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The first Viking boat burial site in the UK is found, renewing interest in the legends of female Norse warriors called Shieldmaidens

Ian Harvey


At an archaeological site in Western Scotland, a Viking warrior was found buried in a 17-foot boat.

As the grave contains a large sword, a broad blade ax, and a bronze drinking horn, the remains are believed to belong to someone who was considered a warrior of high status.

Initially, the grave was thought to be that of a man, as that is what is usually found, however, two teeth and a few bone fragments, which are all that remain of the body, have characteristics belonging to a woman.

Despite this, there is speculation due to the accompanying artifacts, as they are the type of things normally found within the burial of a male. Nevertheless, distinctive isotopes found in the teeth are similar to those of a woman buried at Cnip on the Isle of Lewis, who lived during the same time as the person in the boat gravesite.

Shieldmaidens are the legendary female warriors of many Viking sagas. They appear in Viking folklore, most notably, as the Valkyries, who were supposed to have carried the warriors to Valhalla.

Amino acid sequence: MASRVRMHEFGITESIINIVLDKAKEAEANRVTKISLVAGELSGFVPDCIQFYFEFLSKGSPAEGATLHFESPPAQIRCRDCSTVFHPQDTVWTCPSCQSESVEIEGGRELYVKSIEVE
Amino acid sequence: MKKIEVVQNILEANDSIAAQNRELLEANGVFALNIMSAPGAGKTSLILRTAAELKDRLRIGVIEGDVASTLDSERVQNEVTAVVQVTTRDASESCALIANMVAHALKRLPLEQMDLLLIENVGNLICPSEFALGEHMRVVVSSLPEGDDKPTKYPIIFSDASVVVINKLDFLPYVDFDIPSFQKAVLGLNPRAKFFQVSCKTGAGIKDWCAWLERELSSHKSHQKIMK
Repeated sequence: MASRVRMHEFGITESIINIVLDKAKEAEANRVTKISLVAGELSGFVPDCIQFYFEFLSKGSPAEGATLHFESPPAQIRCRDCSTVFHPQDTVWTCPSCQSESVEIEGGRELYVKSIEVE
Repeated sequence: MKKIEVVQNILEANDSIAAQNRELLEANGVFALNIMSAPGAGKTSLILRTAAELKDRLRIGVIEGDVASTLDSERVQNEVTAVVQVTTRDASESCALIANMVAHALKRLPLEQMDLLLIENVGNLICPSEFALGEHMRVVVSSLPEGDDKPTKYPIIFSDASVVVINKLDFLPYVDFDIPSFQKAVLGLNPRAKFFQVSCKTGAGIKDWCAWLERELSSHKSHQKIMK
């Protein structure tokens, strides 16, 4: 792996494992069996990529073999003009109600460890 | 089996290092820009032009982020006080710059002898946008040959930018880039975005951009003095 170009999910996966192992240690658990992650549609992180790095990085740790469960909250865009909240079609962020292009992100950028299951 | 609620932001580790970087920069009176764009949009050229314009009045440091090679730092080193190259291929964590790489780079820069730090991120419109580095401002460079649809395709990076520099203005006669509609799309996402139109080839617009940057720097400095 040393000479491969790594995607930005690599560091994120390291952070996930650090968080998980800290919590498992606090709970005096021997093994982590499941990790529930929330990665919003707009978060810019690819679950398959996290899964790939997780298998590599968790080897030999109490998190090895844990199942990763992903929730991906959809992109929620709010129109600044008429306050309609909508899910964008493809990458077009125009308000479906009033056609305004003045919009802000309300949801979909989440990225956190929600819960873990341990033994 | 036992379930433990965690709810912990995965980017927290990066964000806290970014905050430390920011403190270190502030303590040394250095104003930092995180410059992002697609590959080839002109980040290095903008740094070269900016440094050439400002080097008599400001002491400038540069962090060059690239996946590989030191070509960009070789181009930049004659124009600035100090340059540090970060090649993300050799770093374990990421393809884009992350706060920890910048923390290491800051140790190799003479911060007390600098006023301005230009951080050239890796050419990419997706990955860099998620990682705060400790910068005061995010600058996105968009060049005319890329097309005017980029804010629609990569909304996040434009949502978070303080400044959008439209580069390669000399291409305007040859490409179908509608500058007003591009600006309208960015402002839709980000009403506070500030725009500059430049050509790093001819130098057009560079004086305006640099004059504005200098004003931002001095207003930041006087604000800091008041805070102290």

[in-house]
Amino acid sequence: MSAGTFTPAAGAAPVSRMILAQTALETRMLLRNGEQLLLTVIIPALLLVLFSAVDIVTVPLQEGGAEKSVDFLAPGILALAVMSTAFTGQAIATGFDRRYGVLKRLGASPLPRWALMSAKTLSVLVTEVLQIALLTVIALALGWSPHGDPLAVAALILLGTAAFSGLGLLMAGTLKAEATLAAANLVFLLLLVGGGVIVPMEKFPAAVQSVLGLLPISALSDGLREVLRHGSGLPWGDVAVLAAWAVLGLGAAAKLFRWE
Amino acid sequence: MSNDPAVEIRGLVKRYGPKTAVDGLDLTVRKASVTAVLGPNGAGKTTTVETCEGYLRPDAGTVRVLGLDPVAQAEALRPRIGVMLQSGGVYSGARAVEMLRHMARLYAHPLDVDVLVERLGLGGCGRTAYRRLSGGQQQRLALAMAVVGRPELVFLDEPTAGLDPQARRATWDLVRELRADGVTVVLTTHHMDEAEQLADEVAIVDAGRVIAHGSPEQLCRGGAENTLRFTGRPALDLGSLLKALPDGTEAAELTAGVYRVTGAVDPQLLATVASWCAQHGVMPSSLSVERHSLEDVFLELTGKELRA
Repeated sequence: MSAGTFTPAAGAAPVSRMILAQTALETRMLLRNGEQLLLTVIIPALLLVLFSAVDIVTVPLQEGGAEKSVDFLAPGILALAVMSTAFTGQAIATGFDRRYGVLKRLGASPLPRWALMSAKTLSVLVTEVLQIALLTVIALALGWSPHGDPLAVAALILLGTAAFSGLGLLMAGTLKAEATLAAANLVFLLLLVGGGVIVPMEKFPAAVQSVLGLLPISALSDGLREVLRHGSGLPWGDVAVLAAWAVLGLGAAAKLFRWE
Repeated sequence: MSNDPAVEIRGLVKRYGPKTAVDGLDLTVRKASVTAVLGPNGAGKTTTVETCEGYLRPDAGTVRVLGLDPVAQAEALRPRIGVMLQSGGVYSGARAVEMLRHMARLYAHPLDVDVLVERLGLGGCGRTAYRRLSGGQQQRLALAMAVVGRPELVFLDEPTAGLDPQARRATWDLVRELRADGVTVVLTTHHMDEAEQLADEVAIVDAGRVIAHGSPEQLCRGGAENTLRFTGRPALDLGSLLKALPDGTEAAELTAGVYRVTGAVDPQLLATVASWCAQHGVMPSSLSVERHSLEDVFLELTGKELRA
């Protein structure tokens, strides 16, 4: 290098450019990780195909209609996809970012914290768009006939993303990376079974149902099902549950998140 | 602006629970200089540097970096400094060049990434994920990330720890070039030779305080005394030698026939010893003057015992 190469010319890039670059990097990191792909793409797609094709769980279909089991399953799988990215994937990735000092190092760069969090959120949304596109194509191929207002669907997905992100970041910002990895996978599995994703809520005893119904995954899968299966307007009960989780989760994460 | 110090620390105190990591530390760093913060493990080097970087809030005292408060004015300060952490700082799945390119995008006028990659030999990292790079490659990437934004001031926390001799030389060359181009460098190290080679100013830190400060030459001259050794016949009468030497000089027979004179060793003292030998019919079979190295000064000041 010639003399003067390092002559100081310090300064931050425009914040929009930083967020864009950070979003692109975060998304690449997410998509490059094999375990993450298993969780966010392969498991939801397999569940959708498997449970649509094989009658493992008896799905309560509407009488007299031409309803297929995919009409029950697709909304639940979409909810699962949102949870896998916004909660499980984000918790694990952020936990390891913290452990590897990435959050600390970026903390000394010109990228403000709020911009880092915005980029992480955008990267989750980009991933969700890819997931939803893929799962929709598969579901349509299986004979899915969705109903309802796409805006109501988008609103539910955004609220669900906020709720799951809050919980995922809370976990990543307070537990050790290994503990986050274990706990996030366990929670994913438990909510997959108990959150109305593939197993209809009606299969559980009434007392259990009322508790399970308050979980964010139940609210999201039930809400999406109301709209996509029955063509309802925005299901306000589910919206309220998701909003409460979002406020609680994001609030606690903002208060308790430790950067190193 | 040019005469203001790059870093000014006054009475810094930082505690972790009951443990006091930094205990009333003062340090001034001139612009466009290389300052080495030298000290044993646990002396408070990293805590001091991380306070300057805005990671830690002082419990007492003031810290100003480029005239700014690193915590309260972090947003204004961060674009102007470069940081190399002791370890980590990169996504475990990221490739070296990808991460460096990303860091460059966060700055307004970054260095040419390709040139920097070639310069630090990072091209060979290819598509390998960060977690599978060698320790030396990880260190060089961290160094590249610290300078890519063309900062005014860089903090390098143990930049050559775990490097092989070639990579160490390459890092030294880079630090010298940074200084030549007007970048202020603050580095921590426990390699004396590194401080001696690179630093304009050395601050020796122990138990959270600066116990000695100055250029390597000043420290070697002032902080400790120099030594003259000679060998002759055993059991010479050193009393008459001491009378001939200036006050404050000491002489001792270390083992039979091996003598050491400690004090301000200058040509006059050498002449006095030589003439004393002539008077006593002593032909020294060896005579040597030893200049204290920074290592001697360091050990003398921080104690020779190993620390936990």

Even though there are plenty of tales about the occasional Viking woman fighting in battle alongside the men, there has been no definite proof found to suggest the Shieldmaidens are a group of specially trained female warriors. Even so, Viking women were highly valued and respected in Norse culture, so it could be very likely that the grave does contain a Shieldmaiden of battle prowess.

The artifacts in the grave have been found to be of Irish and Scandinavian origin. It is also thought that the person may have traveled extensively. Other items in the grave are 213 rivets that would have been used in the construction of a boat, as well as items having to do with farming, cooking, and food production.

The grave was found at Swordle Bay as recently as 2011 and it is part of the first excavation in the UK of the burial of a whole boat. The grave is thought to date from about 1,000 AD, which would have been during the “second Viking age”. The presence of the items buried with the warrior show that the Viking had not accepted Christianity as her or his religion; it was a pagan belief that the weapons and horn were needed to gain access into Valhalla, Mail Online reported.

The grave is what remains of the ship, buried about half a meter below the grass line and then filled with large stones to make a cairn.

Read another story from us: The story of how the Vikings discovered Iceland

The body would have been surrounded by whatever was important to him or her, but due to the age of the grave and its exposure to weather, very little remains of the occupant or the buried items.

Ian Harvey

Ian Harvey is one of the authors writing for The Vintage News